JACKSONVILLE (CBSMiami/CNN) — A Florida woman who was desperate to see her husband, who has Alzheimer’s disease, and hadn’t seen him in more than four months has finally found a way.

Mary and Steve Daniel live only five miles apart but he is in a Jackson memory care facility which does not accept visitors due to the coronavirus pandemic.

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“It’s really becoming tragic, and, in fact, it’s becoming cruel. These patients are being separated. These residents are being separated and isolated to save their lives, but the isolation is going to kill them. There’s absolutely no doubt about that,” Mary Daniel said.

After not seeing each other 114 days, Mary got a part-time job as a dishwasher at the facility where her husband lives.

The Daniels are finally able to hug each other because she is allowed to visit residents when her shift is over.

“He saw me and said, ‘Mary.’ And we hugged and just like how I thought it would be. Just (to) hold him again after 114 days is just an amazing, amazing feeling,” she said.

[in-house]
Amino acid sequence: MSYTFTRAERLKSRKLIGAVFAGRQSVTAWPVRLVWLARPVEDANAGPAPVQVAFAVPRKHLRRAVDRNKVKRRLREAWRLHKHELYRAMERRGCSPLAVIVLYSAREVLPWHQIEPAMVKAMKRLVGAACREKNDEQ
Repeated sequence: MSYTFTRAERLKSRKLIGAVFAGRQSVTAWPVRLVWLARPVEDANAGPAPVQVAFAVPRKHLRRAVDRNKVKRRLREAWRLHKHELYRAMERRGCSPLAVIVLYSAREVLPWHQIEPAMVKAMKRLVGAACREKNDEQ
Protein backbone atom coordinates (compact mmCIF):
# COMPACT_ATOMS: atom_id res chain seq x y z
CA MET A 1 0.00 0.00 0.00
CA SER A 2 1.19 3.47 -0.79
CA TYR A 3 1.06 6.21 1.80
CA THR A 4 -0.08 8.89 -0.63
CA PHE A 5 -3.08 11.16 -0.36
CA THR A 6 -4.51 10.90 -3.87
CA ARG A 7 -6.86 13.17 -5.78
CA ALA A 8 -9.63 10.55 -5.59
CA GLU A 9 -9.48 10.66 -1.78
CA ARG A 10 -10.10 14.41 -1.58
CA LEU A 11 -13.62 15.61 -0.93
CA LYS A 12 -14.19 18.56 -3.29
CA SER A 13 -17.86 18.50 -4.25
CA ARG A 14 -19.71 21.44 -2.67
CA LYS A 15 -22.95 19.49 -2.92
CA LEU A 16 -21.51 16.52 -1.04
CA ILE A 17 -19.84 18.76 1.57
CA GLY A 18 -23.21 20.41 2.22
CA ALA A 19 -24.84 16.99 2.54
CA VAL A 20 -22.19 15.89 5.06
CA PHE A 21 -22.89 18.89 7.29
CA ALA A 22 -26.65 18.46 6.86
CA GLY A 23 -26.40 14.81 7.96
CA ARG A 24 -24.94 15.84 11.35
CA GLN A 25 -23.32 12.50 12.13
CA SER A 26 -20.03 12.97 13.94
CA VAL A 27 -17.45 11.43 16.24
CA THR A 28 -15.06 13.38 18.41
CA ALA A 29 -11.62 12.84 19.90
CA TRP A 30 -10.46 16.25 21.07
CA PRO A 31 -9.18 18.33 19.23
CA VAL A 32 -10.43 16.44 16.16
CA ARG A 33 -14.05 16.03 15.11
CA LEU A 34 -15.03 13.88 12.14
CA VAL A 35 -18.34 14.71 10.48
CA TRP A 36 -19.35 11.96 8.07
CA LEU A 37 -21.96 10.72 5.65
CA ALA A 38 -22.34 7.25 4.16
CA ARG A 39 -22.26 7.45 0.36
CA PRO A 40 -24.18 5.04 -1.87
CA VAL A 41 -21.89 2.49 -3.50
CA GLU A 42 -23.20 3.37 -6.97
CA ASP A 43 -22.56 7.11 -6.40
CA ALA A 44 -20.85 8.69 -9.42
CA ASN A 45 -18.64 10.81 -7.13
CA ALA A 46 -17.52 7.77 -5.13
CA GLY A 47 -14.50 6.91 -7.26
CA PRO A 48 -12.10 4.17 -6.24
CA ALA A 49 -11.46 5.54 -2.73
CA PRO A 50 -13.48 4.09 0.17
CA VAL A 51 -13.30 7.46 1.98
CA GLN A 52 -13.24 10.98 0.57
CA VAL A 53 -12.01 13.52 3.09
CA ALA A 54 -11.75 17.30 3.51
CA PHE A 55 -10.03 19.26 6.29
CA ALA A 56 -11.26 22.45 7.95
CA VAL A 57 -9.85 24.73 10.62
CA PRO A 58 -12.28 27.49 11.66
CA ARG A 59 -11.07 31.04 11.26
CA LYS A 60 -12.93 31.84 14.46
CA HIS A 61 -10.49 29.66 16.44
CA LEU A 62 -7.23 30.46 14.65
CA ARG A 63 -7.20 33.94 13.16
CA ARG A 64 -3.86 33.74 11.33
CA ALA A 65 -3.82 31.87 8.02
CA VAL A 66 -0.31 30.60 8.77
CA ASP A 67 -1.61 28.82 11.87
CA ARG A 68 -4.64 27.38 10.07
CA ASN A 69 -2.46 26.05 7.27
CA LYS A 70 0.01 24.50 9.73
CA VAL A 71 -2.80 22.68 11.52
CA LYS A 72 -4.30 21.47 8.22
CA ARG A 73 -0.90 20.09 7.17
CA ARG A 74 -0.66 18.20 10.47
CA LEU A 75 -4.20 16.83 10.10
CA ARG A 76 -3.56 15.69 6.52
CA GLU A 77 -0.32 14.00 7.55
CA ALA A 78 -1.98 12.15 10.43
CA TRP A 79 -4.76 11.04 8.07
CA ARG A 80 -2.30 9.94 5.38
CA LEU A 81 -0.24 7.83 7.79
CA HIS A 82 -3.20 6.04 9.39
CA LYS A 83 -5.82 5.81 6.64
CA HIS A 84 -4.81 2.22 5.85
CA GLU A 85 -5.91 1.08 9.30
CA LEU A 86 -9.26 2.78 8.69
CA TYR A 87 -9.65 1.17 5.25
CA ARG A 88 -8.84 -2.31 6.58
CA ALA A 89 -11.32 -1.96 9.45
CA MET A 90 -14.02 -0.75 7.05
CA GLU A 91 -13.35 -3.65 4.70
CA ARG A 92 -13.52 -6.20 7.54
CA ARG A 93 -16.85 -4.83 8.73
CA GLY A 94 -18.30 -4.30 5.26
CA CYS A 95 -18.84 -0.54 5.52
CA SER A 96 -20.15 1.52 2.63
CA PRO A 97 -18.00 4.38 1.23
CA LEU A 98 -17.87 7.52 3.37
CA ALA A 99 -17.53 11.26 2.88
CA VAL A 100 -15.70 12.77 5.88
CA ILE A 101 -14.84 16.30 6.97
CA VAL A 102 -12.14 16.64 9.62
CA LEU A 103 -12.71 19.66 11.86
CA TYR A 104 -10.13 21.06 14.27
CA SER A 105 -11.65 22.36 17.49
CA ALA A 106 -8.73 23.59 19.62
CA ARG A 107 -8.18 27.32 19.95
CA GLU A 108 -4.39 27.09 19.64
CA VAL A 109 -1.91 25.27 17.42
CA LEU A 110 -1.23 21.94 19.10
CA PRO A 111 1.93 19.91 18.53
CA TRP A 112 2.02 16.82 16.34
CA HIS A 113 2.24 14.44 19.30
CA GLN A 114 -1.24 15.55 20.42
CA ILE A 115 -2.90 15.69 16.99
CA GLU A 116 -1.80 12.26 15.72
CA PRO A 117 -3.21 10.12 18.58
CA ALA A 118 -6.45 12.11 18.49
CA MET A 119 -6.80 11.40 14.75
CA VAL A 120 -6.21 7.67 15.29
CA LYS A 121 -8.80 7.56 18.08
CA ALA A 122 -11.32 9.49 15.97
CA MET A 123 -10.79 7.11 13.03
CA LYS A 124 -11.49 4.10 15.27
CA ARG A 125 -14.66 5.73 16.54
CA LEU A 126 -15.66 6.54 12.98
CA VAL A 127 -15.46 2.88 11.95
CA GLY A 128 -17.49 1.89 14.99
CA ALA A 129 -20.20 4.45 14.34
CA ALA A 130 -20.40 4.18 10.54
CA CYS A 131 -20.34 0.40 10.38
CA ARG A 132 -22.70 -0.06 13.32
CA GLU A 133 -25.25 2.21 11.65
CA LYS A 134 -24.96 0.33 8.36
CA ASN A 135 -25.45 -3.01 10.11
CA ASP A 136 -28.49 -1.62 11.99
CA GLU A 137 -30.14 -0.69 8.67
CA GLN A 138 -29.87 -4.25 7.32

Mary says she can already see a difference in her husband after four days.

Steve Daniel has lost 10 pounds because of the anxiety. Before the pandemic, she saw her husband every single day.

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“He has no understanding of what I’ve done to get in there. How do we describe it to him when we don’t really understand what’s going on?” Mary said.

The COVID-19 pandemic has isolated those in long-term care facilities. Florida Gov. Ron DeSantis extended the ban of visitors another two months on top of the last four, but Mary said the threat of loneliness is a far greater danger.

“Dementia patients need contact. Their brain needs stimulation to keep alive, and when they don’t have that stimulation when they don’t have physical touch, then their brain is just slowly dying,” she said.

The pair have been married 24 years.

Many people ask Mary why doesn’t she bring her husband home.

“I can bring him home, but he’s back to being inside of a house, and I have to work. I’m only 57-years-old and I have to work to pay for his care, so I can’t be here with him,” she said. “It’s a really difficult decision.”

Now that Mary is able to see her husband, she’s now fighting for other people so they can see their loved ones, too. She and others have a Facebook group called “Caregivers for Compromise – because isolation kills too!” and they are presenting a statement to DeSantis, including what has been working for other states.

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Lauren Pastrana